It's been an interesting journey for Union midfielder Zach Pfeffer, who has a job that would be the envy of most of his fellow high school students - but one that still provides the always difficult combination of challenge and frustration.

Pfeffer is a junior at Upper Dublin High. He was signed in December of 2010 as the Union's first home-grown player, so he has been juggling soccer balls and books ever since.

His 2011 salary, according to the Major League Soccer Players Union, was $65,000. That's a little more than, say, some of his peers are earning for bussing tables or parking cars.

Still, regardless of the financial rewards, it can't be easy spending so much time on the pine.

Yes, he's only 17, but age has no bearing on a person's desire to play.

Last season, his first with the team, Pfeffer appeared in three MLS games. He also plays in reserve league matches, which were created mainly for players who weren't seeing a lot of time with the varsity.

Pfeffer hasn't appeared in any of the Union's first eight MLS games this season, so that 2-5-1 record has to be pinned on others.

"It's tough to bide your time, but that is part of the learning process and development, and I'm just trying to be patient," Pfeffer said after playing the entire second half of Wednesday's 2-1 win over the top-flight German club Schalke 04 in a friendly at PPL Park in Chester.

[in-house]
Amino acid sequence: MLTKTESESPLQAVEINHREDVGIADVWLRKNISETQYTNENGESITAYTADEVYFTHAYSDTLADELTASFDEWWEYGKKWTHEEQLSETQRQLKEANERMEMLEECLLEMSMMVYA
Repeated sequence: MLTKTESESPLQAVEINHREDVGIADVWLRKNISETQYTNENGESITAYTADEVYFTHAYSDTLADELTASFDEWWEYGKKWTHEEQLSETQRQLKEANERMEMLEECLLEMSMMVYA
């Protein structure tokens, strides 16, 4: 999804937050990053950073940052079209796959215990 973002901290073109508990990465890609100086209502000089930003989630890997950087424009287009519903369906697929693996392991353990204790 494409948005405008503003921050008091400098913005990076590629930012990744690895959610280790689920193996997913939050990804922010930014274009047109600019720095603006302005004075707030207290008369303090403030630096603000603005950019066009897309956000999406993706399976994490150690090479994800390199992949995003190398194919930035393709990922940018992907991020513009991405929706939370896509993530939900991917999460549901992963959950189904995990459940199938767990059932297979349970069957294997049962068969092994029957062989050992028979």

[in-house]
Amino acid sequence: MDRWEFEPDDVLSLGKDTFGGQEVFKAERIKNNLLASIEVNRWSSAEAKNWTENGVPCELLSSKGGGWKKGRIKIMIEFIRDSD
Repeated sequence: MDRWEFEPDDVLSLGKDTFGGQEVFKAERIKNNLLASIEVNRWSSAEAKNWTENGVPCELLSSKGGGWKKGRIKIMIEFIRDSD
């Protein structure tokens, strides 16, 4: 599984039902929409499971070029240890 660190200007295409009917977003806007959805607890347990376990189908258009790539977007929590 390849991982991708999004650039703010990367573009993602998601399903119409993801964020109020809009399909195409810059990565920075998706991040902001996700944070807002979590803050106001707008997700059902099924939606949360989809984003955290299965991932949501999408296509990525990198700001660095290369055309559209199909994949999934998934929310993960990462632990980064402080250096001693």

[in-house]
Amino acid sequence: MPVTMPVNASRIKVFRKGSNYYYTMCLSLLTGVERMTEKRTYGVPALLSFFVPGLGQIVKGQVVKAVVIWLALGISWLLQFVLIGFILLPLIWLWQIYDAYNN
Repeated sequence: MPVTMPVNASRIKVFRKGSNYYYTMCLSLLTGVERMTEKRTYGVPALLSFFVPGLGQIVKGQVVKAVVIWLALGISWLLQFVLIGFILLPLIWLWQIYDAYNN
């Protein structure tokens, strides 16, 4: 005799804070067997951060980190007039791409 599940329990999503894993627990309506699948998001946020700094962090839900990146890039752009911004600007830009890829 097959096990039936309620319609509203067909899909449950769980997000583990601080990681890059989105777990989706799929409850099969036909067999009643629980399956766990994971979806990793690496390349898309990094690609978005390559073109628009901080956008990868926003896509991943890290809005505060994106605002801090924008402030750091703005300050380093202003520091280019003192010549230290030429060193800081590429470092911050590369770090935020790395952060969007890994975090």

Besides seeing 45 minutes of action, Pfeffer played well. In the 86th minute, he forced keeper Lars Unnerstall to make a diving save on a blast to the near post from 10 yards out.

"He was pretty composed on the ball and had a couple of attacking moments for us," Union assistant coach John Hackworth said. "He still has a lot to work on, but for a 17-year-old kid, it was fantastic."

One thing that the Union should be credited with is staging friendlies against teams that aren't soccer's versions of punching bags. Schalke just finished third in the prestigious Bundesliga, behind champion Borussia Dortmund and perennial power Bayern Munich (a Champions league finalist this season).

So Pfeffer was able to shake off the rust by playing against world-class competition.

No doubt Pfeffer has improved his game just practicing every day against professionals. And it certainly won't hurt his development playing against the likes of Schalke.

He also has an interesting workload.

Pfeffer attends school for about an hour in the morning and does the rest of his education online. Every day he then goes to practice, and when his teammates are able to rest up afterwards, Pfeffer is making sure his homework is getting completed.

"It was a little difficult at first," he said, "but now it's not too bad once you get in a routine and sort of manage your time well - and I think I do a good job of that."

These friendlies are building blocks, something that Pfeffer will learn from and keep him hungry for his next game action.

"Games like this are extremely important and help us grow in confidence and develop as players," Pfeffer said.

Shortly after speaking to the media, it was time for Pfeffer to depart the Union locker room and get some sleep.

That's because his high school math analysis class would begin in about another 10 hours.